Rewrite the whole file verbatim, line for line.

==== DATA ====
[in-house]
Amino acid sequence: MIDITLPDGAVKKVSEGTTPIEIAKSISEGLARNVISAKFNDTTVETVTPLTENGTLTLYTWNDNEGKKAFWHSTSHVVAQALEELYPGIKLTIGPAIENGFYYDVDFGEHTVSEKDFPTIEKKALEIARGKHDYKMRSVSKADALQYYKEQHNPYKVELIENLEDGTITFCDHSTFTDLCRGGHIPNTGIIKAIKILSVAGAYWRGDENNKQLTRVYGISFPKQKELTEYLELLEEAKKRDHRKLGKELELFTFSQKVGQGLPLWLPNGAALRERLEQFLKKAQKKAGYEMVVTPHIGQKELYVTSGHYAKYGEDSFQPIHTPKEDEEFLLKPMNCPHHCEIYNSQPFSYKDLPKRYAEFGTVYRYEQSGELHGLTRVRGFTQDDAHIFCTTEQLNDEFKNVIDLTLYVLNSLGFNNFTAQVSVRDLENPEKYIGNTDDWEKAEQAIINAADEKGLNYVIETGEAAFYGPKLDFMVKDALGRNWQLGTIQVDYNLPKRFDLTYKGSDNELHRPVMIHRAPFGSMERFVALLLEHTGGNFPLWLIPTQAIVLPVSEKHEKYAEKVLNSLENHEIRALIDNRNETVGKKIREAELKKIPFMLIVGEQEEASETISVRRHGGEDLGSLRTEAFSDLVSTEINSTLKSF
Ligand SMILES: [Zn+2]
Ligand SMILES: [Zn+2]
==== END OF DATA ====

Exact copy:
[in-house]
Amino acid sequence: MIDITLPDGAVKKVSEGTTPIEIAKSISEGLARNVISAKFNDTTVETVTPLTENGTLTLYTWNDNEGKKAFWHSTSHVVAQALEELYPGIKLTIGPAIENGFYYDVDFGEHTVSEKDFPTIEKKALEIARGKHDYKMRSVSKADALQYYKEQHNPYKVELIENLEDGTITFCDHSTFTDLCRGGHIPNTGIIKAIKILSVAGAYWRGDENNKQLTRVYGISFPKQKELTEYLELLEEAKKRDHRKLGKELELFTFSQKVGQGLPLWLPNGAALRERLEQFLKKAQKKAGYEMVVTPHIGQKELYVTSGHYAKYGEDSFQPIHTPKEDEEFLLKPMNCPHHCEIYNSQPFSYKDLPKRYAEFGTVYRYEQSGELHGLTRVRGFTQDDAHIFCTTEQLNDEFKNVIDLTLYVLNSLGFNNFTAQVSVRDLENPEKYIGNTDDWEKAEQAIINAADEKGLNYVIETGEAAFYGPKLDFMVKDALGRNWQLGTIQVDYNLPKRFDLTYKGSDNELHRPVMIHRAPFGSMERFVALLLEHTGGNFPLWLIPTQAIVLPVSEKHEKYAEKVLNSLENHEIRALIDNRNETVGKKIREAELKKIPFMLIVGEQEEASETISVRRHGGEDLGSLRTEAFSDLVSTEINSTLKSF
Ligand SMILES: [Zn+2]
Ligand SMILES: [Zn+2]